Ignore them and you’ll see that a lot. Don’t give them their desired thing. Hell will break loose. 

5. Separation Anxiety Guaranteed

Playful: 5/5

Dogs that are playful want their owners to be beside them at all costs and at all times.

That’s why at our facility, we have several breeds with moderate to severe separation anxieties.

We train them so they can stay put in their kennels or away from their owners when they are going out to make a living. 

Huskies have had a bad reputation in that sense.

They are very playful and family-oriented.

Maybe that’s why they prefer to stay indoors more than outdoors.

As a new owner, you should know that leaving them around your house alone wouldn’t be a good idea at all. 

You may be greeted by torn sofas, cushions, and a mad dog on your way back.

6. Escape Artists

Escapism: ⅘

Installing a fence for other breeds means just erecting a boundary on the surface and that’s it.

For huskies, however, you’ve to go under the ground as well. For one, they are excellent diggers, and thus, excellent escape artists. 

After all your efforts and money, they may find a route to escape to the nearby woods if you live there.

At the end of the day, you might find yourself distributing “Missing” notes.

7. They Need Space

Adaptability to an apartment: ⅖ 

Huskies were bred to run and pull.

But that’s not what makes them run wild. Their prey drive makes them do so.

Their energy levels are beyond reproach, so you may wanna own them only when you have an enclosed space where they could answer their genes’ call.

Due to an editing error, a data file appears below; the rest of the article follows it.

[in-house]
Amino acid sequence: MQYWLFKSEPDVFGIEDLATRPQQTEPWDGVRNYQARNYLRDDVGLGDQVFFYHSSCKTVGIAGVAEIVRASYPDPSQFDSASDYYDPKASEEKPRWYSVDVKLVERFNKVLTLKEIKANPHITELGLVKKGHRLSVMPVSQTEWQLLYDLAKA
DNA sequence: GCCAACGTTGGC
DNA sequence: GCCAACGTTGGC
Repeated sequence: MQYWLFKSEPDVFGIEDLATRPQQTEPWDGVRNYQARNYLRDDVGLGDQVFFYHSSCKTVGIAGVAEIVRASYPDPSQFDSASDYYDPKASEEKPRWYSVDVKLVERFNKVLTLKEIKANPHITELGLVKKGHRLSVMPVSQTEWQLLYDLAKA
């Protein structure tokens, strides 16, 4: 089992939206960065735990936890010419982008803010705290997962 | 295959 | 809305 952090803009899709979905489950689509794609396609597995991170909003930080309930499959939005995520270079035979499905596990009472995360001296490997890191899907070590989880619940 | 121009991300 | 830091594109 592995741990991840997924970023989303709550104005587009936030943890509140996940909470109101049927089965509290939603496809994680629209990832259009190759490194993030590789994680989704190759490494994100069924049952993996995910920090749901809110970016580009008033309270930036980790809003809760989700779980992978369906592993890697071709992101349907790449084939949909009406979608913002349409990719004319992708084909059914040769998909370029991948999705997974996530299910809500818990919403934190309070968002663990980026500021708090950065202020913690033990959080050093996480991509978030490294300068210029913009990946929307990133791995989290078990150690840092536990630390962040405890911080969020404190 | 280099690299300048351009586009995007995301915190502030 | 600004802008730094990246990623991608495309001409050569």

If you’re living in an apartment, however, owning them may not be a good idea at all. 

8. They Can’t Tolerate Hot Temperatures

Tolerance towards hot weather: ⅗

That’s easy to understand since the breed was first produced in Siberia where you’ll find thick sheets of ice-covered lakes.

The local population would use these dogs to pull sleds and so on.

Living in a hot climate where temperatures are not tolerable for an animal from the colder heights of the world may not make a better case for owning a husky. 

So, consider your surrounding temperature to keep the husky from harm’s way. Or, whether you could manage to provide it with the right moderate temperatures around your house. 

Frequently Asked Questions

Following are some quick questions for understanding dogs’ behavior.

Are Huskies High Maintenance?

They certainly are. They shed a lot, have a lot of energy to expend, and need attention and playtime, plus exercise. You could imagine giving them a lot of time throughout the day. 

How Long Can I Have A Husky Alone?

5 to 6 hours at most. That’s the time you could leave your companion alone at your place. However, their behaviors also depend on how well you train them for obedience and living without you in sight. 

Are Huskies Good For First-Time Owners? Conclusion

I do not recommend you own a husky if you’re going to parent it for the first time.

They are intelligent dogs with a high tendency to find escape routes.

Not to mention how many times a day they shed, ask for attention, want to play, and please or irritate you with their histrionics.

About the author

Linda Michaels

Linda Michaels is a proud owner of a Labradoodle named Mylo. She is a trainer who posts about dog training and behavior.
🎓: University of California, Davis
📍: PetWell Animal Hospital